@KM: There are those of us who grew up in a time when manners and decency mattered and were expected. You could walk down a street and not hear a bunch of vile language. Now we have become caloused to the shocking language that we hear in public places today. A while back I was at a sports event at a local school and could plainly and clearly overhear some teens using language that would shock a sailor. I finally stepped up and reminded them that there were children and ladies sitting close within earshot and we it would be appreciated that they refrain refrain from that kind of talk. They agreed. At no time did I hollar, yell, or lose self control, or show disrespect. As we left, two adults came up and thanked me. Have we become so immune to crude, vulgar, trashy behavior that we are no longer shocked ? Have all standards of decency been dropped ? What does this say for our society ? And this is not some “free speech” issue. A few months ago I sat down to watch some musical awards program. About thirty minutes in, I had to change the channel it was so bad: half clothed entertainers in dancing that could only be described as obscene. Shocking and disgraceful !! What has happened to our society ? Is there no shame anymore ? It is accepted, people won’t say any thing, someone might get mad. It sounds similar to the situations that brought the fall of ancient Rome. Society is eroding, no question about it. It is so sad.

  17. michael reynolds says:


    First off, so-called dirty words are not the same thing as shouting or abuse. The whole concept of curse words is nonsense. Words are not magic, they’re tools, and they can only be understood in context. Allow me to demonstrate using the word “fat.”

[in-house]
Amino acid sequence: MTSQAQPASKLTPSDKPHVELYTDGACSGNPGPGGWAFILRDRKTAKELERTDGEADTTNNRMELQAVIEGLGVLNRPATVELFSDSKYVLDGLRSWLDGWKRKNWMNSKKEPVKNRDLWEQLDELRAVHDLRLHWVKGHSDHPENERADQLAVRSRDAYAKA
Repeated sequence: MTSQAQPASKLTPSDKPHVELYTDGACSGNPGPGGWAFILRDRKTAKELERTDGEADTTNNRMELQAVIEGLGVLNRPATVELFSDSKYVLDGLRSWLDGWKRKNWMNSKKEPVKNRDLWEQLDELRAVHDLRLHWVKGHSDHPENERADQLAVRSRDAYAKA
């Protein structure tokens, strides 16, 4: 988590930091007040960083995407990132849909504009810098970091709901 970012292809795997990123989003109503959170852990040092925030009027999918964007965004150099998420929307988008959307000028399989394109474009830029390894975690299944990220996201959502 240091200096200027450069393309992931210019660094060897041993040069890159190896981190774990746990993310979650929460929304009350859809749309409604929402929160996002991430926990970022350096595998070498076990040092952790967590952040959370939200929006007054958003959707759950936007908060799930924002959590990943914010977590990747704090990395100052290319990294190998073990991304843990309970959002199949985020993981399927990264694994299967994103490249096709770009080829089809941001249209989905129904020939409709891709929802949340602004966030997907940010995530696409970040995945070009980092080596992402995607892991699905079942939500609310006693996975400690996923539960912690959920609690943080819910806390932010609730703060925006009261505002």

1) There’s a lot of fat in that pastrami.
    2) You are a fat, ugly pig.

    Fat in one context is a simple statement of nutritional fact. In the other context it is cruel. And as I’ve often said, I can do a lot more damage with a “clean” word like “fat” or “ugly”or “stupid” than I can with a so-called curse word like, fwck. Society is just beginning to recognize this and that’s why you hear more of Carlin’s Seven Dirty Words. However you’ll hear a lot less “f@ggot” because that word, while not obscene, is generally used to hurt.

    So in reality society is far more civil today than it used to be.

    Is there no shame anymore?

    There’s still shame, it’s just not as tied to nonsense like sex.

  18. @Tyrell: doesn’t every generation more or less make these claims?

  19. Grewgills says:

    Standards change. I’m much happier dealing with people using words and mannerisms that were considered vulgar when I was a child than I would be if we went back to treating women and pretty much every minority they way they were treated when I was a child.

  20. Grewgills says:

    @Steven L. Taylor:

    The children now love luxury. They have bad manners, contempt for authority; they show disrespect for elders and love chatter in place of exercise.

    Socrates ~400BC

  21. KM says:

    @Steven L. Taylor @Gregwills:
    The Pace of Modern Life